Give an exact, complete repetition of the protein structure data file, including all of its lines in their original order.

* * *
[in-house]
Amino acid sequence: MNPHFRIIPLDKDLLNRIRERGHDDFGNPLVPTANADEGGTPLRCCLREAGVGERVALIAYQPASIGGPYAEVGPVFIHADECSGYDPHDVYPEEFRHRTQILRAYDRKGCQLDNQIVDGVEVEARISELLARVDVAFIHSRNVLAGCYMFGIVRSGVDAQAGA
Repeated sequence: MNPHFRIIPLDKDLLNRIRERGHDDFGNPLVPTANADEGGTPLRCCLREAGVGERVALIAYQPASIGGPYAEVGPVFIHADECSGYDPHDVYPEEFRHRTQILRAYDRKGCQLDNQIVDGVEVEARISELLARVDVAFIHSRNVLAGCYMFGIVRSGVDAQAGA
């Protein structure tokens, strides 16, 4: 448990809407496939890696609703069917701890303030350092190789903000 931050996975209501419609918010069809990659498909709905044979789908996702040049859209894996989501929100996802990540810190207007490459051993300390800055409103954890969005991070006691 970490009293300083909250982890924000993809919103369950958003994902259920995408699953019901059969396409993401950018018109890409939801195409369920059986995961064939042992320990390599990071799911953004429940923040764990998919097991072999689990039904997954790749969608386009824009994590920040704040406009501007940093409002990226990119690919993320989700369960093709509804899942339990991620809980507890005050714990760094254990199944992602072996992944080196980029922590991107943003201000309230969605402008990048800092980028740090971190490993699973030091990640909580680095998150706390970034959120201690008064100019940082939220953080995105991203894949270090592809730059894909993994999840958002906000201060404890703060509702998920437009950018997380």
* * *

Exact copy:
[in-house]
Amino acid sequence: MNPHFRIIPLDKDLLNRIRERGHDDFGNPLVPTANADEGGTPLRCCLREAGVGERVALIAYQPASIGGPYAEVGPVFIHADECSGYDPHDVYPEEFRHRTQILRAYDRKGCQLDNQIVDGVEVEARISELLARVDVAFIHSRNVLAGCYMFGIVRSGVDAQAGA
Repeated sequence: MNPHFRIIPLDKDLLNRIRERGHDDFGNPLVPTANADEGGTPLRCCLREAGVGERVALIAYQPASIGGPYAEVGPVFIHADECSGYDPHDVYPEEFRHRTQILRAYDRKGCQLDNQIVDGVEVEARISELLARVDVAFIHSRNVLAGCYMFGIVRSGVDAQAGA
């Protein structure tokens, strides 16, 4: 448990809407496939890696609703069917701890303030350092190789903000 931050996975209501419609918010069809990659498909709905044979789908996702040049859209894996989501929100996802990540810190207007490459051993300390800055409103954890969005991070006691 970490009293300083909250982890924000993809919103369950958003994902259920995408699953019901059969396409993401950018018109890409939801195409369920059986995961064939042992320990390599990071799911953004429940923040764990998919097991072999689990039904997954790749969608386009824009994590920040704040406009501007940093409002990226990119690919993320989700369960093709509804899942339990991620809980507890005050714990760094254990199944992602072996992944080196980029922590991107943003201000309230969605402008990048800092980028740090971190490993699973030091990640909580680095998150706390970034959120201690008064100019940082939220953080995105991203894949270090592809730059894909993994999840958002906000201060404890703060509702998920437009950018997380």